Another exciting first was Captain Whitehall commanding three companies on Monday's surprise attack on the rebel forces. While Captain Whitehall, along with Corporal Speakerman, led the 79th New York on a long surprise rear assault on the rebels. Captain Whitehall: “After reaching the battalion staging area above Deep Creek Cpl. Spiekerman, myself and the 79th double-quicked along the ridge and crossed the fence on the far side. From there we entered the woods on a knoll overlooking both rebel cavalry camp and the main body of the confederate battalion. For the next hour the 79th and us laid low, Messages were sent by runner (Cpl. Spiekerman) back to the Colonel informing him the Rebs were in camp drilling and having parade with no clue of the battalion intentions. Once they moved from camp and deployed from column of companies onto the field,that is when the 79th led along trails by the Corporal and I sprung the trap, bursting from the trees and forming a firing line behind the Rebels. As planned two companies were pulled off to face the new threat to their rear as our Cavalry screened our rear. While the 79th pushed the rear of the rebels and began a flanking fire maneuver, Cpl. Spiekerman and I ran a small trail through the woods and to our surprise found a Private from the 20th Maine as well as our own Private Ternan.After a quick volley we came from behind the two rebel companies who fired a poorly executed and poorly timed volley into the 79th, who charged them after seeing us smash into their flank, capturing them before the battle ended.”
While the Captain was marching the 79th to the Confederate rear, I led the Berdan's first as a screening force for the battalion. Here we kept throwing ourselves out in a skirmish line to cover the advance of the Colonel, the 20th Maine, and 3rd Michigan as we swept down the hill. After zigzagging from the top of the hill, we rushed to cover the battalion's right flank as the Jasper Greens crept up the trail behind union camp. We fell back in skirmish line to cover the right flank. When the Jasper Greens marched up the main hill trail to sweep down and pressure the right flank, we crashed through the woods on the lower trail, rushed up the hill, threw out a well covered skirmish line and kept the Jasper's not only entirely off the field but out of view of the entire public. Our Sharpshooters performed with valor, fighting with bravery, accuracy, and mass volume of fire.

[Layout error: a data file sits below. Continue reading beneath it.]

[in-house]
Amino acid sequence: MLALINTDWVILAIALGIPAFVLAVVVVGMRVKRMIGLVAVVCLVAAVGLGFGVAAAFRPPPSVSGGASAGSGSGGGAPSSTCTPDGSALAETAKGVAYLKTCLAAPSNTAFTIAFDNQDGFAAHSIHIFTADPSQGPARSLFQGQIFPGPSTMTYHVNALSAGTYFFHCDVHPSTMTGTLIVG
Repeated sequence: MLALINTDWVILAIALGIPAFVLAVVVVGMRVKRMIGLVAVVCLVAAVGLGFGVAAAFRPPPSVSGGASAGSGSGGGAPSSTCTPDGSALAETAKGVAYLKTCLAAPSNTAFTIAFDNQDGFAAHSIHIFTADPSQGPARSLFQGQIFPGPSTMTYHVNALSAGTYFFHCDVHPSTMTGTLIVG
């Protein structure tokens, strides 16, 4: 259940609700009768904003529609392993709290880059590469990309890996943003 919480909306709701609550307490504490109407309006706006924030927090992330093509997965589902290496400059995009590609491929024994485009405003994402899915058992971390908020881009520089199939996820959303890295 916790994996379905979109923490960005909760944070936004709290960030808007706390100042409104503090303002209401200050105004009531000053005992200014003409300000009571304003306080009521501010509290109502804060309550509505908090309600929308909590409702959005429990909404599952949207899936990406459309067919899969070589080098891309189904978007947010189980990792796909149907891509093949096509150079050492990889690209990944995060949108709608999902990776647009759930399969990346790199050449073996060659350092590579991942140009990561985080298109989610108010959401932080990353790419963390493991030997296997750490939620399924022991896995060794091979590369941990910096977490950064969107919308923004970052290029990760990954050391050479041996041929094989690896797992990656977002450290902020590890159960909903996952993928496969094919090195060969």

Our unit was also honored when battalion chose one of us (the 1st Sgt) to be part of the firing detail as part of Monday's Memorial Day service.
Some other key things to quickly review:
Captain Ethan Whitehall: email@example.com
Wambaugh & White
Dell's Leather Works
VTI gun parts
Numrich Gun Parts
Cimmaron Firearms Co
Cherry's Fine Guns
EMF Co. Inc.
Dixie Gun Works
Washington Civil War Association
Happy Friends of Civil War Farb
Company C Berdan Sharpshooters
WCWA Safety Test
Company D Standing Orders
Company D Drill Guide
Special thanks to the archivists at the Maine State Archives for all their research help.
School of the Soldier April 27-29
Central Washington Ag. Museum in Union Gap, WA